Two milestones have been reached in jazz this year. Impulse! Records is celebrating 50 years of churning out records for greats like Ray Charles, Max Roach, Chico Hamilton and many more. To celebrate this event, Impulse! Records and The Jazz Standard in New York City hosted a 4 night event celebrating its 50th year in Jazz. Impulse! also shares this magnificent milestone with one of Jazz’s heralded performers John Coltrane. Coltrane, who also released a number of records on the Impulse! label, would have been 85 years old this year.
Leading off the Impulse Nights series was Ravi Coltrane (saxophone) and Dave Liebman (saxophone and flute) with Phil Markowitz (piano), Cecil McBee (bass) and Billy Hart (drums) performing John Coltrane’s Africa/Brass. The Africa/Brass album by every measurable standard is a classic. The original 3 song release, a jewel among the Impulse! label treasures, represents Coltrane’s first album for the label and a natural way to lead off the 4 day series. For this night at the Jazz Standard the essence of the album was revitalized by two artists, one having a direct lineage to John Coltrane’s legacy (Ravi Coltrane being John Coltrane’s son) while the other witnessed moments of his greatness (Dave Liebman).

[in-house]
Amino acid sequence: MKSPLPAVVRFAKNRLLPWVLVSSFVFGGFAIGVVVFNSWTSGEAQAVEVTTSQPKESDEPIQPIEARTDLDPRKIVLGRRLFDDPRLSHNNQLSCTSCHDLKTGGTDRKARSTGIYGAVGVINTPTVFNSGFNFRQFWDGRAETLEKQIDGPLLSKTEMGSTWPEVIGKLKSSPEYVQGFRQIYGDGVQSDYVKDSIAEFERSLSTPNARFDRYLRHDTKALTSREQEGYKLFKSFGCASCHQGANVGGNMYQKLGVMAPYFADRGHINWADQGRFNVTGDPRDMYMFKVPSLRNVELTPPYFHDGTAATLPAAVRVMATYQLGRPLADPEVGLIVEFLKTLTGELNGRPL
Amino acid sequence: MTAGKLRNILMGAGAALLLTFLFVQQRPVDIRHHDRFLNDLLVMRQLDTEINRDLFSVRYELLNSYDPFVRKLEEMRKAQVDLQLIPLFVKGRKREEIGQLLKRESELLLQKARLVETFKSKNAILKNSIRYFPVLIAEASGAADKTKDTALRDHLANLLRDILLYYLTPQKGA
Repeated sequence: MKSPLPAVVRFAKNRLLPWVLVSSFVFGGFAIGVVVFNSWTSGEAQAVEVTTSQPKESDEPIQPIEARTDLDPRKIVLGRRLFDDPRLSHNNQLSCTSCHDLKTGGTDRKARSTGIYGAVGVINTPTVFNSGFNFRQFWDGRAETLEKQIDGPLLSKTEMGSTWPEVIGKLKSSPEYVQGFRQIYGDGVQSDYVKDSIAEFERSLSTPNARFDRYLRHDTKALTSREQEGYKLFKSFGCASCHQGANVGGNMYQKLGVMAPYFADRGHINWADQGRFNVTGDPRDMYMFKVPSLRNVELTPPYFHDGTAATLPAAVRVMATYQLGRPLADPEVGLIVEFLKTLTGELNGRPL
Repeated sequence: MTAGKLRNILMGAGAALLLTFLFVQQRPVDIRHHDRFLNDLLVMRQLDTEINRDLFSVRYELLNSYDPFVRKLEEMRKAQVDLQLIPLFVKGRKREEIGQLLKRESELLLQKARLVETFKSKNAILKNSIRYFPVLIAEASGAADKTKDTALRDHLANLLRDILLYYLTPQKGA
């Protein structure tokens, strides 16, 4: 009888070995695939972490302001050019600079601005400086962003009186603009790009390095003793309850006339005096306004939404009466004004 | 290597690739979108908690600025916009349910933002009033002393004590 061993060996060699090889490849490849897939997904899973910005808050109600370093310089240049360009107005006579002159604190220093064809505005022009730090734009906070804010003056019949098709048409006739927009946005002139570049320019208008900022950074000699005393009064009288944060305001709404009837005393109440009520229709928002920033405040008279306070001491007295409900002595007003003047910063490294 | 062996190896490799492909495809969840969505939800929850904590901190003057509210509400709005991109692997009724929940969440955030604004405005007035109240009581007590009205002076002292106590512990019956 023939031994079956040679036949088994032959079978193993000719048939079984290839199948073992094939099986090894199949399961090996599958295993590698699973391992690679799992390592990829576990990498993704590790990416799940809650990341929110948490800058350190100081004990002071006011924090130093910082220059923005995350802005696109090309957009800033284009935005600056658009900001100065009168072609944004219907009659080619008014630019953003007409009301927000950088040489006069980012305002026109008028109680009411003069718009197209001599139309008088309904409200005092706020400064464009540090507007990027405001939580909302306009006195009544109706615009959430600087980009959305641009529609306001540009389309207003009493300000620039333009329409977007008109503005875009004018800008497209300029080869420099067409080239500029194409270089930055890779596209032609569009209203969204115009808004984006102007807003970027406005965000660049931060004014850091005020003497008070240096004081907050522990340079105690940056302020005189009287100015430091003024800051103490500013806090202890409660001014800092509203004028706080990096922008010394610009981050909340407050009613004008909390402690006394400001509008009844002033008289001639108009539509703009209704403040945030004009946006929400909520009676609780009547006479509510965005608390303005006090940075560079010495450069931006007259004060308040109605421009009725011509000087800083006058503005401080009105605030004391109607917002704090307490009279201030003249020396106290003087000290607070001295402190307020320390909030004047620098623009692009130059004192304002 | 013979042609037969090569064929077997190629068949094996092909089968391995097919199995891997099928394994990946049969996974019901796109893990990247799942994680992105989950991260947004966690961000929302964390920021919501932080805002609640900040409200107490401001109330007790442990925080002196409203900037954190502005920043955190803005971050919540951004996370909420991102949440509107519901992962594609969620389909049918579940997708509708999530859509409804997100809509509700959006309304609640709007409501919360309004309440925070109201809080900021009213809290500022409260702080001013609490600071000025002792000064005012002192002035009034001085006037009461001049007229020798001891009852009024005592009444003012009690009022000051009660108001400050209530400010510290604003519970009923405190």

Dave Liebman welcomed us for the evening. As the band settled and prepared themselves, a calm came over the standing room only crowd in unison. Liebman and Coltrane started us off with a sumptuous appetizer to what was going to be a delightful full course, leading with their interpretation of “Blues Minor.” The two saxophonists instantly locked in harmoniously. Throughout the song and much of the night, Coltrane and Liebman took turns idolizing each other, utilizing their contrasting styles to accent the songs saxophone segments.
The group took a few seconds to reorganize and slowed the pace down with “Greensleeves” which is a personal favorite of mine. McBee on bass rumbled into their rendition capturing the timeless introspection of the original and added in a few moments of improvised franticness. The piano (Markowitz) took us deeper into the experience, without sacrificing an ounce of the Coltrane version.
The proceeding piece “Song of the Underground Railroad” picked up the pace again led by Billy Hart on drums who thundered his way through a magnificent solo. Smoothly transitioning in was ‘Africa’, with each of the musical elements weaving its way together. This would be the crescendo to a set that flickered candles in the room and vibrated cocktails.
The entirety of this set channeled the spirit and embodiment of Coltrane’s Africa/Brass. Each song captured the height of the ingenious offering that has grown from its original 3 song release, into a timeless collection that still resonates 50 years later.
For more information on the Impulse! 50th Anniversary, check out their website: http://www.impulse50.com/
Words by Abasi Clark